✚ DON’T WATCH THE SHOW THROUGH YOUR PHONE. This is a huuuuuuuge pet peeve of mine. It drives me crazy to look around and see a quarter of the audience holding up their phones continuously. Yes, I usually take 2 or 3 iPhone photos during shows, but I’m quick about it — and I don’t post them to Instagram until after the show is over. Holding your phone up and watching through its monitor is so disrespectful to the artist (and to the people around you). It’s also just plain LAME. Why pay for a ticket to see someone perform if you’re going to spend the whole night focused on something else? You might as well just watch YouTube videos instead if you don’t really care about the live experience.
✚ And speaking of photos… Most venues allow non-professional cameras with fixed lenses these days. I use an ultra-compact Leica D-Lux 5 at concerts. It does really well in low light, I can hang it around my neck, and it’s non-intrusive. I leave the settings on auto, and I’m very quick about my shooting. Up, focus, snap, down, off…and I never use the flash. Again, think about the artist’s perspective! When you’re up in front there are a lot of opportunities to make direct eye (and hand) contact, and those can be really special moments. The more an artist is engaged with the audience and can sense positive reaction, the better a show they’re going to put on. They don’t want to look down into a sea of faces covered by cameras and iPhones, believe me.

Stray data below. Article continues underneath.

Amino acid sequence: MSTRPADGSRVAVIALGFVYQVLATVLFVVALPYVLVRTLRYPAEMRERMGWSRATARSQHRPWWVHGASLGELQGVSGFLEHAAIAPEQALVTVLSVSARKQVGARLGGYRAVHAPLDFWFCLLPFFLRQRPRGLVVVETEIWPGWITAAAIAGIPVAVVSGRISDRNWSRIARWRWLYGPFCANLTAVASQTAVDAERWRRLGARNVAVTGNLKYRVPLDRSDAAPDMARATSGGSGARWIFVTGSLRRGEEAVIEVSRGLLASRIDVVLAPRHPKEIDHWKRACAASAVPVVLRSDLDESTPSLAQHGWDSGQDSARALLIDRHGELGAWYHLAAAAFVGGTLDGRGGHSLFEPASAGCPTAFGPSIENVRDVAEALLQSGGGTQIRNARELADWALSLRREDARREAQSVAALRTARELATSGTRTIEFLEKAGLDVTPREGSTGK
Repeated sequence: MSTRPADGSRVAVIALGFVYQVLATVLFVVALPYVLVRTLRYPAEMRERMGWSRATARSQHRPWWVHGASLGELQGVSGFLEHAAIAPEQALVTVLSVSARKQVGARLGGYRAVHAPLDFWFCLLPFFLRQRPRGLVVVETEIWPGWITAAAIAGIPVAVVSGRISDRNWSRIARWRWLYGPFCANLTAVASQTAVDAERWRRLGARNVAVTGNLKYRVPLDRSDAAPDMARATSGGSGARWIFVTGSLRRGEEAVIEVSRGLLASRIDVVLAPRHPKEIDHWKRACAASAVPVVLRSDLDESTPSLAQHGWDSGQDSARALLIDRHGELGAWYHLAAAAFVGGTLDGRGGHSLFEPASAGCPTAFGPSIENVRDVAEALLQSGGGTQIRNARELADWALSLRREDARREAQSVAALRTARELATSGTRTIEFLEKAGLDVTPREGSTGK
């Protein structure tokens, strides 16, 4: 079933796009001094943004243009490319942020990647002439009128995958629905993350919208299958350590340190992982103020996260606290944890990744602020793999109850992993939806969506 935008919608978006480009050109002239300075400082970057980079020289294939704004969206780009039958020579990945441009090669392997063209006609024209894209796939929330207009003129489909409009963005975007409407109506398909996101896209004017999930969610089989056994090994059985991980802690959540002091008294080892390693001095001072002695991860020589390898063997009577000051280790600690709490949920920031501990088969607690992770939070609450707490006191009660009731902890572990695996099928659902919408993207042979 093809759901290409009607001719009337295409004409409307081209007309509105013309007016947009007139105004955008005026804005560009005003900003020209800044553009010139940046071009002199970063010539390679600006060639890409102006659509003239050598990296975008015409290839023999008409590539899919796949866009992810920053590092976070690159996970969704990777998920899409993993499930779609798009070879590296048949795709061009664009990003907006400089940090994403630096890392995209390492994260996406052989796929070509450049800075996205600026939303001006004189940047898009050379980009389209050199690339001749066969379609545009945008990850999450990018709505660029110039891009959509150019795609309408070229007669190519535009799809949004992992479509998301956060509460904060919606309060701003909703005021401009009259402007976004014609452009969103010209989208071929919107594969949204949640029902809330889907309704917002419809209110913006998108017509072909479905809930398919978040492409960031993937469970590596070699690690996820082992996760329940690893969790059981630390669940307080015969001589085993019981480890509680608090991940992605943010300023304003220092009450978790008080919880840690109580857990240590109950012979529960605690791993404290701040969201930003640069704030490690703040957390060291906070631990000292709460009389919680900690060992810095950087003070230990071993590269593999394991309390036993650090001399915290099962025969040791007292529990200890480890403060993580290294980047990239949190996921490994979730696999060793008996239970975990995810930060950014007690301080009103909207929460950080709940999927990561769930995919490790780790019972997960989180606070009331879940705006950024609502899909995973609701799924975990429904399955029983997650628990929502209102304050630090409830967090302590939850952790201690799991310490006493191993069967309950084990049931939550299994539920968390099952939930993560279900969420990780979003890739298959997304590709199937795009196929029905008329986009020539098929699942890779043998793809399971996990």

King Volcano / Kingdom’s Coming / Double Dare / In the Flat Field / God in an Alcove / Boys / Silent Hedges / Kick in the Eye / Adrenalin / Three Shadows Pt 2 / Who Killed Mr. Moonlight / All We Ever Wanted Was Everything / Bela Lugosi’s Dead / The Passion of Lovers / She’s in Parties / Stigmata Martyr / Dark Entries / Severance / Burning From the Inside / Telegram Sam / Ziggy Stardust
This looks eerily similar to an exorcism.
I guess I wouldn’t know — I don’t get much exorcise.
OK, I have been to concerts with you, and you have NO BUSINESS coming out with such great photos. Every time! I used to try (with an iPhone, so that’s probably half the problem), but I’ve pretty much given up. These are all so nice—you have to give yourself more credit for your photography!
(also I think your concert tips are really good and also we need to get coffee soon kthanxbye)